A bill now in the South Carolina House would make it illegal for doctors, or any health care providers, to ask their patients about gun ownership or gun possession.
Rep. Joshua Putnam, R-Anderson, says, "It wasn't ever to exclude physicians of talking about safety. We don't want physicians to make a log of patients and who owns guns and what type of guns. We want to send a message to the citizens of the state that they're not going to be intruded on every time they go see a physician for a cold or the flu."
But doctors see the bill as a ridiculous, and probably unconstitutional, intrusion into what goes on in an examination room. Columbia pediatrician Dr. Deborah Greenhouse says she talks to parents about guns and gun safety at pretty much every well visit. "If the family does have any guns, I will make sure that we discuss the safest way to keep them stored, which is locked, ammunition separate and very definitely not actually loaded and out in the open," she says.
Samantha Spires was in Dr. Greenhouse's office Tuesday because her 4-year-old son Trevor has an earache. She says Dr. Greenhouse has asked her whether she has any guns in her home. "I would rather her ask than not ask, and I don't know anybody who would think that's an intrusion," she says.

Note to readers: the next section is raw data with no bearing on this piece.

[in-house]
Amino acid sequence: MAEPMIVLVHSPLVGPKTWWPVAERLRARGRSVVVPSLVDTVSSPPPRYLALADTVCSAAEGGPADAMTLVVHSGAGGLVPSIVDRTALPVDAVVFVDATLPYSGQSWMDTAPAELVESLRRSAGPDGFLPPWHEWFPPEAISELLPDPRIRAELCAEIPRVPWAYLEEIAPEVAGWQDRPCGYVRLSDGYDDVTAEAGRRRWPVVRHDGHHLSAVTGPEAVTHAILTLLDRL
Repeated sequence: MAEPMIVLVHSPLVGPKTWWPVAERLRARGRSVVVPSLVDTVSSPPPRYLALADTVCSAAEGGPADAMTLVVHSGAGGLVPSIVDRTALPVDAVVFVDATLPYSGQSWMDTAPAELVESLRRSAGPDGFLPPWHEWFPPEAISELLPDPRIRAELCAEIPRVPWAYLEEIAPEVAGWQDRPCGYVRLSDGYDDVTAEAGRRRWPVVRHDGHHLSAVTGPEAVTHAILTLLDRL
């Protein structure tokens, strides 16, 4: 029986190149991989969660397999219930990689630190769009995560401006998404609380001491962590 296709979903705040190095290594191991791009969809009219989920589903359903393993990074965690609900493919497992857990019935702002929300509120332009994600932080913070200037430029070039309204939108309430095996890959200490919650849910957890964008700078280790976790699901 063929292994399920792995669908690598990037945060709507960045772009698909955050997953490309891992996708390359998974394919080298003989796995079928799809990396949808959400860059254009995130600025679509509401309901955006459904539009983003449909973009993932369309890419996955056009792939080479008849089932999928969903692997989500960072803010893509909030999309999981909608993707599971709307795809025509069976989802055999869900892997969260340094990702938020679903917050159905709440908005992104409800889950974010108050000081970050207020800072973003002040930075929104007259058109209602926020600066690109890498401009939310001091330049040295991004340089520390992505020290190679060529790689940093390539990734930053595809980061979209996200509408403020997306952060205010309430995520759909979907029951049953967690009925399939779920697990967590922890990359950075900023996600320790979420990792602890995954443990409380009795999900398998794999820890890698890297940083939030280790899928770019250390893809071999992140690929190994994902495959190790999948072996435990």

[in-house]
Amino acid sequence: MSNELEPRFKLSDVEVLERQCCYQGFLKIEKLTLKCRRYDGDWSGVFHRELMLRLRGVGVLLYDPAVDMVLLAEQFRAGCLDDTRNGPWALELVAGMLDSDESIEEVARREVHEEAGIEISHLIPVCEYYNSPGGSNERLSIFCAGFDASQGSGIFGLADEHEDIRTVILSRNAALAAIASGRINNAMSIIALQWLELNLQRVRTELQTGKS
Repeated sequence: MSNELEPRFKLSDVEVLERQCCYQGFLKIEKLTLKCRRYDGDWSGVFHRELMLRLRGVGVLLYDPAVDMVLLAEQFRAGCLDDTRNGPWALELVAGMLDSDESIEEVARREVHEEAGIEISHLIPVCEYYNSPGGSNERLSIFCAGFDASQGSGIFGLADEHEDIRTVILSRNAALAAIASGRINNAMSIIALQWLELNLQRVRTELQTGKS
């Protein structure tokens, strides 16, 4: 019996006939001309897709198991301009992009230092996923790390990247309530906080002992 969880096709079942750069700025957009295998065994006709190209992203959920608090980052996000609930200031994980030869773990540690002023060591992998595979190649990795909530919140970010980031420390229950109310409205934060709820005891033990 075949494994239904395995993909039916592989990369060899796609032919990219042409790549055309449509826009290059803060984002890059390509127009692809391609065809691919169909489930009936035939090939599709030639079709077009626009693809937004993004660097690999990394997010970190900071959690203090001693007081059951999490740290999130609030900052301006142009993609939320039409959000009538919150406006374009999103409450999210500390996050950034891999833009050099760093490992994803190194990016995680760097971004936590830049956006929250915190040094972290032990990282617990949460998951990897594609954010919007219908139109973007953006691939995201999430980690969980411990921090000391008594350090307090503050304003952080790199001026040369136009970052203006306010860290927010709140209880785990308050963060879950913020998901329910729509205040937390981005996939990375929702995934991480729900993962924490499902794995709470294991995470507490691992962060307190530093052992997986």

Putnam says when the bill gets assigned to a subcommittee, he'll propose an amendment to make it clear that doctors will be able to talk about gun safety. He says he introduced the bill after hearing that the federal Affordable Care Act, also known as Obamacare, might include language about doctors and guns.
"What we're scared is the federal government comes down to South Carolina and tells all of our physicians every time you see your patient, you've got to inquire about what type of guns, what type of ammunition, so we don't want it to be that abrasive here in South Carolina," he says. He says his amendment will protect doctors from getting into any legal trouble if they don't ask about guns.
Dr. Greenhouse says she won't stop talking to her patients' parents about guns and gun safety, especially since three children in the last few months have been killed in their homes by firearms. "This law, essentially, would only allow us to talk to children about gun safety and the parents about gun safety after the child has been shot. I don't want to do that. I want to talk to families before that and prevent the child from being shot," she says.
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